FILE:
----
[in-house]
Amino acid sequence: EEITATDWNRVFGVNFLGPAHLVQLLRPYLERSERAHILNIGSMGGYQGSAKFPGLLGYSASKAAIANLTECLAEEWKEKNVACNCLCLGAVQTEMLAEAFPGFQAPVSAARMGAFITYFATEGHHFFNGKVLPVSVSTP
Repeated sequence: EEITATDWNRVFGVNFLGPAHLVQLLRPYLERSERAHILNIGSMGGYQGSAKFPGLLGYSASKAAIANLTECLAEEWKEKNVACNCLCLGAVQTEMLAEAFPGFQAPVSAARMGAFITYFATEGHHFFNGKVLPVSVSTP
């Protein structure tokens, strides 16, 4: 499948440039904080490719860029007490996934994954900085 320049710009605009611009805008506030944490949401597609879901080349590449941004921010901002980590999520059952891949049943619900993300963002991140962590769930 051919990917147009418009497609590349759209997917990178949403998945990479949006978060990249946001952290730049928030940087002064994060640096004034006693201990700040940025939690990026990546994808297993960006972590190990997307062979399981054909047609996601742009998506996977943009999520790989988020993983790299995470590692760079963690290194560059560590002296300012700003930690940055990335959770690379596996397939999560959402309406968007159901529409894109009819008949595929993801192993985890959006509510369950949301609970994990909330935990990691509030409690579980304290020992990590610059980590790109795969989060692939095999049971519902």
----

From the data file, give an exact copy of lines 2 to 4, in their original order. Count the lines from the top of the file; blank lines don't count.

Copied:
Amino acid sequence: EEITATDWNRVFGVNFLGPAHLVQLLRPYLERSERAHILNIGSMGGYQGSAKFPGLLGYSASKAAIANLTECLAEEWKEKNVACNCLCLGAVQTEMLAEAFPGFQAPVSAARMGAFITYFATEGHHFFNGKVLPVSVSTP
Repeated sequence: EEITATDWNRVFGVNFLGPAHLVQLLRPYLERSERAHILNIGSMGGYQGSAKFPGLLGYSASKAAIANLTECLAEEWKEKNVACNCLCLGAVQTEMLAEAFPGFQAPVSAARMGAFITYFATEGHHFFNGKVLPVSVSTP
């Protein structure tokens, strides 16, 4: 499948440039904080490719860029007490996934994954900085 320049710009605009611009805008506030944490949401597609879901080349590449941004921010901002980590999520059952891949049943619900993300963002991140962590769930 051919990917147009418009497609590349759209997917990178949403998945990479949006978060990249946001952290730049928030940087002064994060640096004034006693201990700040940025939690990026990546994808297993960006972590190990997307062979399981054909047609996601742009998506996977943009999520790989988020993983790299995470590692760079963690290194560059560590002296300012700003930690940055990335959770690379596996397939999560959402309406968007159901529409894109009819008949595929993801192993985890959006509510369950949301609970994990909330935990990691509030409690579980304290020992990590610059980590790109795969989060692939095999049971519902």